I feel like we should all have someone.

Maybe then we would get along as people.


People claim they know more about me than I do

They hold up a book, and rattle off facts and statistics and they don’t even look me in the eye

They can’t see that the eye is rolling

People treat me like a problem to be solved Just because the wires in my brain make different connections than what doctors consider typical

The list of complaints never end

I can’t remember long division I walk too slow down the stairs

I can’t walk my route home backwards

All those wires into my eyes that should be there, they went into my ears

I can hear in perfect pitch

I can recognize dialects in languages

I don’t speak

I can’t remember when I learned to read, but it was early

You never asked

(You said you knew)




Never mentioned

Never discussed

Caused by the world

Never knowing what happens

Never having anyone


Always alone

Surrounded but ostracized


Causing more hurt than help

Talk to the youth


Pay attention to what is being said


-Bailey Rachel

Supporters of Jana Marie Foundation came together to discuss issues around mental health and to contribute thoughts to our "Sole" Stomper. 

Messages of hope and encouragement were written on parts of the sneakers to help remind people how important they are and how one person can help make a difference.

Parts of sneakers were also created in memory of our loved ones that have left us to soon. 

The pictures to the left provide a look at some of the pieces that were created for the "Sole" Stomper.

"Sole" Stomper: The Power of One

Created by supporters of Jana Marie Foundation, Designed by Annalisa Barron in collaboration with Chris Bittner, Mark Pilato and Mel Forkner Lesher

One step can start a journey. One smile can start a friendship. One candle can light the darkness. One act of kindness can help save a life. Our prototype Stomper has been named "Sole" to highlight the power of one. Mental illness does not discriminate but unfortunately, people sometimes do. The stigma surrounding those living with mental health issues can lead to feelings of shame, loneliness and hopelessness. Because of stigma and discrimination, more than half of those people struggling with a mental health issue fail to seek treatment. It's time to remove one word from the equation: shame. When we eliminate shame, more people will seek treatment and more lives will be saved.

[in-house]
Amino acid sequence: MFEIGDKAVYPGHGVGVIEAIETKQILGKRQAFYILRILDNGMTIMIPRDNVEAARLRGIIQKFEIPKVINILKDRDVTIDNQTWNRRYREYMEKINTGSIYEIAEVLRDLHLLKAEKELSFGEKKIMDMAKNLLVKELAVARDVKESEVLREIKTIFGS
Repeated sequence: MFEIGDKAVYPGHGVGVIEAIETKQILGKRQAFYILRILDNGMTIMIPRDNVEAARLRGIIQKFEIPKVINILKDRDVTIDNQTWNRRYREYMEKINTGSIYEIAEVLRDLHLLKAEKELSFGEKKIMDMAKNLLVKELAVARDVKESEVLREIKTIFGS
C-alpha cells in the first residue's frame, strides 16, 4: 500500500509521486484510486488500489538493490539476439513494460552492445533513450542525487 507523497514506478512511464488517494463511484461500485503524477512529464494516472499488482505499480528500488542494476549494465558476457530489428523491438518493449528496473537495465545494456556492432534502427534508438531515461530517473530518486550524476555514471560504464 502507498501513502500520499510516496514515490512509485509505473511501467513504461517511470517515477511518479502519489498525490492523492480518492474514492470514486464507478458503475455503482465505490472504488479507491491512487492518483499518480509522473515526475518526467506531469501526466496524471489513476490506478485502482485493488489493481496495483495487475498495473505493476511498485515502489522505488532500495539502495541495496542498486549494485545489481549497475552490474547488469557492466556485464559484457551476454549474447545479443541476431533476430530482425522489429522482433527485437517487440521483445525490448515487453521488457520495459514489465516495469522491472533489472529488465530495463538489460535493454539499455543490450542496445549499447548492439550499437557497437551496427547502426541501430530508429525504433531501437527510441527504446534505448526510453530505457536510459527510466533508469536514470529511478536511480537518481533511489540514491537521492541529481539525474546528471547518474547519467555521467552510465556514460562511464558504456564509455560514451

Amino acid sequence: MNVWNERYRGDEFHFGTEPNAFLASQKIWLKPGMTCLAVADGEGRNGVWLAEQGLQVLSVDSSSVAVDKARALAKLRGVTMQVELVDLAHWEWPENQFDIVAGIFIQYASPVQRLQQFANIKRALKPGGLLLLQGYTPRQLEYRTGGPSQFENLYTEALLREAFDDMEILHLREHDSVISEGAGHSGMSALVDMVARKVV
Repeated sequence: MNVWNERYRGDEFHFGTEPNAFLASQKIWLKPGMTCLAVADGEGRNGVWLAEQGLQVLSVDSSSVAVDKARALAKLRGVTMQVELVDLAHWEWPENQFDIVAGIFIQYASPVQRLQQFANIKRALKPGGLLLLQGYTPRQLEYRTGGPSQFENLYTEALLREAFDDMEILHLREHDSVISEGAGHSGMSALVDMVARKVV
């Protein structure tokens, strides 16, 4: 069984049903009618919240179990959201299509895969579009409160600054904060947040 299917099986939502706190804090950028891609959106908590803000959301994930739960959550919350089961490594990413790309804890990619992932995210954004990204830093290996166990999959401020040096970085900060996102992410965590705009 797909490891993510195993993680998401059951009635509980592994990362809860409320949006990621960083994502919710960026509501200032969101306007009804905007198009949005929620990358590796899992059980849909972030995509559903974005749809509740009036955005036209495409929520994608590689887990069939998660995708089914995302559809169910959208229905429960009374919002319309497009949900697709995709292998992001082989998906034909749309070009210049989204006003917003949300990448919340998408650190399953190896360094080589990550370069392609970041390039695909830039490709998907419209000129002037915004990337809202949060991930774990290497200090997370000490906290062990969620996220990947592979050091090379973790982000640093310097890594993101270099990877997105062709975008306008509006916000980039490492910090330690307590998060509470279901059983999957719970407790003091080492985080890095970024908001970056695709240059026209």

Remember, one person can make a difference. Listen and learn from those around you. Reach out to those who are struggling. Remember that one glimmer of hope can help raise spirits, inspire others, and help stomp out stigma.

Sole Stomper is dedicated to those who have left us too soon, but have helped us to see how one life can inspire us to change the world.

Our Artists:

Annalisa Barron

Chris Bittner

Mel Forkner Lesher

Mark Pilato

Our Musicians:

Joel Blunk

Joey Lenze

Zack Maser

A Big Thank You:

"Sole" Stomper was made possible through the generous support of the Robert Wood Johnson Foundation President's Grant Fund of the Princeton Area Community Foundation. 

Special Thanks To:

Edible Arrangements

Jessica Rotthoff

The Vicere Family

Very Special Thanks To:

C. Barton McCann School of Art for

providing our studio space

Click on the image below to watch a great WTAJ video on the Stompers Project.

Our Partners:

Jim Bright

Jim Mikkelsen

Curtis and Chris

Custom Shoe Repair

Joe Dzvonyicsak

Home Depot

Robert M. Sides

Spectra Wood

Whipple Dam Store

YMCA of Centre County - State College Branch